709 research outputs found

    Determination of Integrated Luminosity via W and Z Boson Production with the ATLAS Detector

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    The possibility to determine the recorded integrated luminosity via the measurements of the W and Z boson production cross-sections with the ATLAS detector is discussed. The current results based on 2010 data are briefly summarized. Special attention is drawn to theoretical uncertainties of the measurement. The latter give a large contribution to the systematic uncertainties of the measurements. An outlook on the expected precision of an analysis based on 1fb-1 is given and the implications on a possible luminosity determination are discussed.Comment: presented at the LHC Lumi Days: LHC Workshop on LHC Luminosity Calibration, 13-14 January 2011, CERN, Geneva, Switzerland; CERN-Proceedings-2011-001, pp. 22-2

    Review of single vector boson production in pp collisions at s=7\sqrt{s} = 7 TeV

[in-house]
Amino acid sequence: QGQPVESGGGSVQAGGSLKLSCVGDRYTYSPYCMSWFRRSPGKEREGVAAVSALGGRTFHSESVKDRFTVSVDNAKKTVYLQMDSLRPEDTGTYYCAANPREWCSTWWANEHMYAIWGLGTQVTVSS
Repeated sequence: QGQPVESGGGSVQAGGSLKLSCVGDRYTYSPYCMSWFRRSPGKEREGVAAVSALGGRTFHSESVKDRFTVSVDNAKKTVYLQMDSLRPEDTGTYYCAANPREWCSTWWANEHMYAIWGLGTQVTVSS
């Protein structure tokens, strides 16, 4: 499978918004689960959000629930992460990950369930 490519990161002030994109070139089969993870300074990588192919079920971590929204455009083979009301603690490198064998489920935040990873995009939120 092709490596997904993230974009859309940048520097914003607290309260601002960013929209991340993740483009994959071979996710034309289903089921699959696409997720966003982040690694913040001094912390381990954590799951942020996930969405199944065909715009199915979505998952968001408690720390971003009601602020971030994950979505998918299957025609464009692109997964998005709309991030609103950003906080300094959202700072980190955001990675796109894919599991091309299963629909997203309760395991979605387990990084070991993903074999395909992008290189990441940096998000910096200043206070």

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    This review summarises the main results on the production of single vector bosons in the Standard Model, both inclusively and in association with light and heavy flavour jets, at the Large Hadron Collider in proton-proton collisions at a center-of-mass energy of 7 TeV. The general purpose detectors at this collider, ATLAS and CMS, each recorded an integrated luminosity of 40pb1\approx 40\,{\rm pb^{-1}} and 5fb15\,{\rm fb^{-1}} in the years 2010 and 2011, respectively. The corresponding data offer the unique possibility to precisely study the properties of the production of heavy vector bosons in a new energy regime. The accurate understanding of the Standard Model is not only crucial for searches of unknown particles and phenomena but also to test predictions of perturbative Quantum-Chromo-Dynamics calculations and for precision measurements of observables in the electroweak sector. Results from a variety of measurements in which single W or Z bosons are identified are reviewed. Special emphasis in this review is given to interpretations of the experimental results in the context of state-of-the-art predictions.Comment: 60 pages, 64 figures, For Eur. Phys. J.